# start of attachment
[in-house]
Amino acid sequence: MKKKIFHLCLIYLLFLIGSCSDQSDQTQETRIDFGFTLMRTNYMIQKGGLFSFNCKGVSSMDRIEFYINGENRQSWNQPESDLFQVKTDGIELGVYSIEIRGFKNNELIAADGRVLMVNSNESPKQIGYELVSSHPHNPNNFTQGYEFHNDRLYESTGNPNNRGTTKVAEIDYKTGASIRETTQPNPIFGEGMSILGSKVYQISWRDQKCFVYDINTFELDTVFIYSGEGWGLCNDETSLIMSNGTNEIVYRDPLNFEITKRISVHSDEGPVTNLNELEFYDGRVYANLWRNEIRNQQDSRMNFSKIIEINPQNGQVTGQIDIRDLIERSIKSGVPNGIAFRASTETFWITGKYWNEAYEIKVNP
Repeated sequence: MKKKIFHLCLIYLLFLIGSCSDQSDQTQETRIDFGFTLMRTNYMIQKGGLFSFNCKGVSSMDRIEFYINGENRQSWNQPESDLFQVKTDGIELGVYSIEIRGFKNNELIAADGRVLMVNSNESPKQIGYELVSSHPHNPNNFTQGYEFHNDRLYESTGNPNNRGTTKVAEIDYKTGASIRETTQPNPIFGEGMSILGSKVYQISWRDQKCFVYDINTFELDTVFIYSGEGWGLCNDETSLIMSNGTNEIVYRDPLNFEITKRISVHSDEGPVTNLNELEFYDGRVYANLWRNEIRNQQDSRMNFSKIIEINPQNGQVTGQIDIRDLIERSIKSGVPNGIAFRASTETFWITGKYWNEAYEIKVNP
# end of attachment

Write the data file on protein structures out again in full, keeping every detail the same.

[in-house]
Amino acid sequence: MKKKIFHLCLIYLLFLIGSCSDQSDQTQETRIDFGFTLMRTNYMIQKGGLFSFNCKGVSSMDRIEFYINGENRQSWNQPESDLFQVKTDGIELGVYSIEIRGFKNNELIAADGRVLMVNSNESPKQIGYELVSSHPHNPNNFTQGYEFHNDRLYESTGNPNNRGTTKVAEIDYKTGASIRETTQPNPIFGEGMSILGSKVYQISWRDQKCFVYDINTFELDTVFIYSGEGWGLCNDETSLIMSNGTNEIVYRDPLNFEITKRISVHSDEGPVTNLNELEFYDGRVYANLWRNEIRNQQDSRMNFSKIIEINPQNGQVTGQIDIRDLIERSIKSGVPNGIAFRASTETFWITGKYWNEAYEIKVNP
Repeated sequence: MKKKIFHLCLIYLLFLIGSCSDQSDQTQETRIDFGFTLMRTNYMIQKGGLFSFNCKGVSSMDRIEFYINGENRQSWNQPESDLFQVKTDGIELGVYSIEIRGFKNNELIAADGRVLMVNSNESPKQIGYELVSSHPHNPNNFTQGYEFHNDRLYESTGNPNNRGTTKVAEIDYKTGASIRETTQPNPIFGEGMSILGSKVYQISWRDQKCFVYDINTFELDTVFIYSGEGWGLCNDETSLIMSNGTNEIVYRDPLNFEITKRISVHSDEGPVTNLNELEFYDGRVYANLWRNEIRNQQDSRMNFSKIIEINPQNGQVTGQIDIRDLIERSIKSGVPNGIAFRASTETFWITGKYWNEAYEIKVNP